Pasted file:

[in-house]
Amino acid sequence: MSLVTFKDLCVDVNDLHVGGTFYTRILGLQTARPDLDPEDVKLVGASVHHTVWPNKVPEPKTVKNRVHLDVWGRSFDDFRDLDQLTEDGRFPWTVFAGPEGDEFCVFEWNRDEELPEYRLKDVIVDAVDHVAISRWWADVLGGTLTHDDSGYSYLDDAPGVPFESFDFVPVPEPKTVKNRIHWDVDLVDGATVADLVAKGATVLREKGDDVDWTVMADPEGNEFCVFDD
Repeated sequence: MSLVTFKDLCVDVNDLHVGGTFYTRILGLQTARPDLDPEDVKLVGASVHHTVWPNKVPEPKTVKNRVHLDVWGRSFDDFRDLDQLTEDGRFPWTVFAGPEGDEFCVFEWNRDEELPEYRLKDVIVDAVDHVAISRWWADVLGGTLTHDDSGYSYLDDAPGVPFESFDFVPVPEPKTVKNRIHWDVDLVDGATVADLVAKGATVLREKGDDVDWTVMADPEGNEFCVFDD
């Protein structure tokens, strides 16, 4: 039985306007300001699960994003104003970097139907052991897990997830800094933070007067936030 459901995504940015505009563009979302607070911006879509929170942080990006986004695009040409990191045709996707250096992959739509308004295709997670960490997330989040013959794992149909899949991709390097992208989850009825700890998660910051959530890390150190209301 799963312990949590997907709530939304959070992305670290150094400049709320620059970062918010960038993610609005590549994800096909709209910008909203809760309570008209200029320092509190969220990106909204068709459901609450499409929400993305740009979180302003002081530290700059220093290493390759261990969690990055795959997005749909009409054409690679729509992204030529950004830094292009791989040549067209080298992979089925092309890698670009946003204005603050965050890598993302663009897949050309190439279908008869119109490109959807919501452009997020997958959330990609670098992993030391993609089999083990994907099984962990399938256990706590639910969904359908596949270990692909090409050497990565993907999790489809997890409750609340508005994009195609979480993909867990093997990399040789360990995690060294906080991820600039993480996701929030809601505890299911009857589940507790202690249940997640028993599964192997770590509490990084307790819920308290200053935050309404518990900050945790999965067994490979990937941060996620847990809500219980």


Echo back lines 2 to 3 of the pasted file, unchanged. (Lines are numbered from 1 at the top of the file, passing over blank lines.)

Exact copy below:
Amino acid sequence: MSLVTFKDLCVDVNDLHVGGTFYTRILGLQTARPDLDPEDVKLVGASVHHTVWPNKVPEPKTVKNRVHLDVWGRSFDDFRDLDQLTEDGRFPWTVFAGPEGDEFCVFEWNRDEELPEYRLKDVIVDAVDHVAISRWWADVLGGTLTHDDSGYSYLDDAPGVPFESFDFVPVPEPKTVKNRIHWDVDLVDGATVADLVAKGATVLREKGDDVDWTVMADPEGNEFCVFDD
Repeated sequence: MSLVTFKDLCVDVNDLHVGGTFYTRILGLQTARPDLDPEDVKLVGASVHHTVWPNKVPEPKTVKNRVHLDVWGRSFDDFRDLDQLTEDGRFPWTVFAGPEGDEFCVFEWNRDEELPEYRLKDVIVDAVDHVAISRWWADVLGGTLTHDDSGYSYLDDAPGVPFESFDFVPVPEPKTVKNRIHWDVDLVDGATVADLVAKGATVLREKGDDVDWTVMADPEGNEFCVFDD